If you want to see Palm Springs “in context”, there is no better way than to hop on board the Palm Springs Aerial Tramway. A 10 minute, 2.5 mile ride that rises to 8,516 feet above the desert floor, the tramway has been operating since 1963 and has thrilled more than 20 million people.
Chiseled into the rugged Chino Canyon at the north end of Palm Springs, the tramway was the dream of Francis Crocker, an electrical engineer by trade who, en route to Banning, California with newspaper publisher Carl Barkow in 1935, looked up from the heat of the desert road to the snow-capped Mount San Jacinto towering above and fantasized about how wonderful it would be to be able to go to the cool.

Crocker took his dream to one of the managers of the Palm Springs Desert Inn, O. Earl Coffman, and, together, they began to develop plans to build the tramway. Requiring government support, the tramway was presented twice to the California State Legislature and was approved both times, but was then vetoed by the Governor. The tramway plans were, again, derailed with the outbreak of World War II.

A new tram bill passed the legislature in 1945, but this time a new governor, Earl Warren, signed the bill creating the infrastructure to allow the tram to be constructed. The entity that was created was the Mount San Jacinto Winter Park Authority and Coffman was its first chairman and Crocker its first secretary.

The design and construction of the tram began in 1950. Deemed by many as the “Eighth Wonder of the World” because of the project’s engineering challenges, the Tramway was designated an historical civil engineering landmark in 1970. No public money was used to build the tram, with more than $8 million raised in private 35-year bonds (all of which was repaid by 1996) and the Valley Station land donated by Culver Nichols.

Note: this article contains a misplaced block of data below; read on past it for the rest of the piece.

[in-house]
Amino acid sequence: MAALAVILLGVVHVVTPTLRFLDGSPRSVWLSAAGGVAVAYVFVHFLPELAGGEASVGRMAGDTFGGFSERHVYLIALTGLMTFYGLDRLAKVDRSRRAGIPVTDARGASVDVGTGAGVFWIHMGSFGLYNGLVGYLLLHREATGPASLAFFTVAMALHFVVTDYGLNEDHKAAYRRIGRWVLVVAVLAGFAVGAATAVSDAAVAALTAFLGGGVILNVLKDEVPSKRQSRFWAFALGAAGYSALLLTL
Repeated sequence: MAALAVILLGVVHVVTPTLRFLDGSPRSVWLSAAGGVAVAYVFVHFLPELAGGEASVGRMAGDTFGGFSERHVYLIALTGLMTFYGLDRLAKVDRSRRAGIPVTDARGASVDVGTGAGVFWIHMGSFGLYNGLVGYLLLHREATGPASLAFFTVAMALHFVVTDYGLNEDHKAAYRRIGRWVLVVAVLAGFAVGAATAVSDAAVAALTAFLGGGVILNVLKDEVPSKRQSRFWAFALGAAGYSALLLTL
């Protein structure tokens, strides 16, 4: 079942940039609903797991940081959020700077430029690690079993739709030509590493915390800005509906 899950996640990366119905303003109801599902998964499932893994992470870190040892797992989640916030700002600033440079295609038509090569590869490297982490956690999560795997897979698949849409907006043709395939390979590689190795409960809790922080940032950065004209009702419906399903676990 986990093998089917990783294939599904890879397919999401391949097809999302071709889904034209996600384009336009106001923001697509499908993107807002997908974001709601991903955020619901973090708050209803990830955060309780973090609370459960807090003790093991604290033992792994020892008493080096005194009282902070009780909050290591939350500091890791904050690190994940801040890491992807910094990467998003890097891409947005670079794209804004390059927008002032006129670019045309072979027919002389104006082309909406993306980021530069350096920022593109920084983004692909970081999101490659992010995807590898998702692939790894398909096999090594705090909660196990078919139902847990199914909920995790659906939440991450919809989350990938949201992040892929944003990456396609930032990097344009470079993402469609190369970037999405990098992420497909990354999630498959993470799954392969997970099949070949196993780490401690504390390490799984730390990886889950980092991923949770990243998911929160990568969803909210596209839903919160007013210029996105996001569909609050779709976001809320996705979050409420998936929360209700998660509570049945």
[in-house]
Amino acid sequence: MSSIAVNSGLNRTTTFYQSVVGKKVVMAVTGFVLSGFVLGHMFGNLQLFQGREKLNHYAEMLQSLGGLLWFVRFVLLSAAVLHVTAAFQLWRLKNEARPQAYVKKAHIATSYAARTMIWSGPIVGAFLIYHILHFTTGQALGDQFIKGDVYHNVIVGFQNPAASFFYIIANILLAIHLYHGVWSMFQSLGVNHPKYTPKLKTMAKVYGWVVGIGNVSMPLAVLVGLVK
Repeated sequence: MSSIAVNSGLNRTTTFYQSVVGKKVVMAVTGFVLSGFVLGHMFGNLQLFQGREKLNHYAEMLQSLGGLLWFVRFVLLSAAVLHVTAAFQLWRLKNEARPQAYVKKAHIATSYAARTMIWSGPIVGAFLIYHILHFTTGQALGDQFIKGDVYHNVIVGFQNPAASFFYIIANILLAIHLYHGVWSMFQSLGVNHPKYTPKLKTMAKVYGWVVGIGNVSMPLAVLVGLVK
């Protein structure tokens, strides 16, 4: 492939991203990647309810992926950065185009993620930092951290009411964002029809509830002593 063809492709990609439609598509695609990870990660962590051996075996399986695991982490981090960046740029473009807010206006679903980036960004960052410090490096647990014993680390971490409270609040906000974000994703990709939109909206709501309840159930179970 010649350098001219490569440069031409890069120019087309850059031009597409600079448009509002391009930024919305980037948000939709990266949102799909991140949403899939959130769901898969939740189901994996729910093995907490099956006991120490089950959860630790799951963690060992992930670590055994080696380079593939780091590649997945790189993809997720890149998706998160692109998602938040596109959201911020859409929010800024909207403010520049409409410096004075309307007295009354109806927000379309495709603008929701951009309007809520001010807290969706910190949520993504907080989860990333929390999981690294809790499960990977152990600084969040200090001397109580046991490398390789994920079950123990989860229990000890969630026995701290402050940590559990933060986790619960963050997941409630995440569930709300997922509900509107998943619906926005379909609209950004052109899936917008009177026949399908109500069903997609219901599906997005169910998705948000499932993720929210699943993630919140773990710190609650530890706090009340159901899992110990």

The Palm Springs Aerial Tramway was completed in 1963 and Francis Crocker, the person who envisioned a way to rise to where “it was nice and cool”, was known to ride the tram and delight fellow passengers with stories about its beginnings. In 1998 the tram began a modernization project that updated the facilities and installed the world’s largest rotating tramcars.

So, when you are wondering what else you might want to do on a beautiful day in Palm Springs, consider taking a breathtaking trip up the side of the majestic Mount San Jacinto. Consider going where it is “nice and cool”… somewhere above it all.
For more information about the Palm Springs Aerial Tramway, visit their website at

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